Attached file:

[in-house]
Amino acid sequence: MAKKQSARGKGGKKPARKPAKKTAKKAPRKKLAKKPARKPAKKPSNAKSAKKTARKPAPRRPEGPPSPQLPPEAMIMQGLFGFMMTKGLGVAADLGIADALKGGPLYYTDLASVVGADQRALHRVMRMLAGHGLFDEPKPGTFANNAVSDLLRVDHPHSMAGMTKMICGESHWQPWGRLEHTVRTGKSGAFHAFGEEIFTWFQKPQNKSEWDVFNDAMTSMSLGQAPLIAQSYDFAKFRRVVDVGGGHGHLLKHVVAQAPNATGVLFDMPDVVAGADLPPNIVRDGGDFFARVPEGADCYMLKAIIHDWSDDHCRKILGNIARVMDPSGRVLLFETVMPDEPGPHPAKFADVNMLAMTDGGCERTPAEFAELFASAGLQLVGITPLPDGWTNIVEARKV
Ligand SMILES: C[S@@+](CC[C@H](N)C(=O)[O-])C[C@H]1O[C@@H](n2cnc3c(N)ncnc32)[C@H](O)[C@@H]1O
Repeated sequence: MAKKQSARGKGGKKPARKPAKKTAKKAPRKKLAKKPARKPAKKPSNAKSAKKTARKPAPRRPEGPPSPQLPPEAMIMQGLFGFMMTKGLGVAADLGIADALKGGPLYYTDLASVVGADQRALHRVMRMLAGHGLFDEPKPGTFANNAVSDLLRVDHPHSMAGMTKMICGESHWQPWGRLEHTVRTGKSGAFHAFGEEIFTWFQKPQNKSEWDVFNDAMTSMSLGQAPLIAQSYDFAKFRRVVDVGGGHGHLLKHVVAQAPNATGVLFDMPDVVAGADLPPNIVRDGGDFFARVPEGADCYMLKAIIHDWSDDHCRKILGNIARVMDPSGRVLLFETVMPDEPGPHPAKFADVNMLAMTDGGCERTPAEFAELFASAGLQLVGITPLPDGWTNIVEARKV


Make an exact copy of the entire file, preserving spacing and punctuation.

[in-house]
Amino acid sequence: MAKKQSARGKGGKKPARKPAKKTAKKAPRKKLAKKPARKPAKKPSNAKSAKKTARKPAPRRPEGPPSPQLPPEAMIMQGLFGFMMTKGLGVAADLGIADALKGGPLYYTDLASVVGADQRALHRVMRMLAGHGLFDEPKPGTFANNAVSDLLRVDHPHSMAGMTKMICGESHWQPWGRLEHTVRTGKSGAFHAFGEEIFTWFQKPQNKSEWDVFNDAMTSMSLGQAPLIAQSYDFAKFRRVVDVGGGHGHLLKHVVAQAPNATGVLFDMPDVVAGADLPPNIVRDGGDFFARVPEGADCYMLKAIIHDWSDDHCRKILGNIARVMDPSGRVLLFETVMPDEPGPHPAKFADVNMLAMTDGGCERTPAEFAELFASAGLQLVGITPLPDGWTNIVEARKV
Ligand SMILES: C[S@@+](CC[C@H](N)C(=O)[O-])C[C@H]1O[C@@H](n2cnc3c(N)ncnc32)[C@H](O)[C@@H]1O
Repeated sequence: MAKKQSARGKGGKKPARKPAKKTAKKAPRKKLAKKPARKPAKKPSNAKSAKKTARKPAPRRPEGPPSPQLPPEAMIMQGLFGFMMTKGLGVAADLGIADALKGGPLYYTDLASVVGADQRALHRVMRMLAGHGLFDEPKPGTFANNAVSDLLRVDHPHSMAGMTKMICGESHWQPWGRLEHTVRTGKSGAFHAFGEEIFTWFQKPQNKSEWDVFNDAMTSMSLGQAPLIAQSYDFAKFRRVVDVGGGHGHLLKHVVAQAPNATGVLFDMPDVVAGADLPPNIVRDGGDFFARVPEGADCYMLKAIIHDWSDDHCRKILGNIARVMDPSGRVLLFETVMPDEPGPHPAKFADVNMLAMTDGGCERTPAEFAELFASAGLQLVGITPLPDGWTNIVEARKV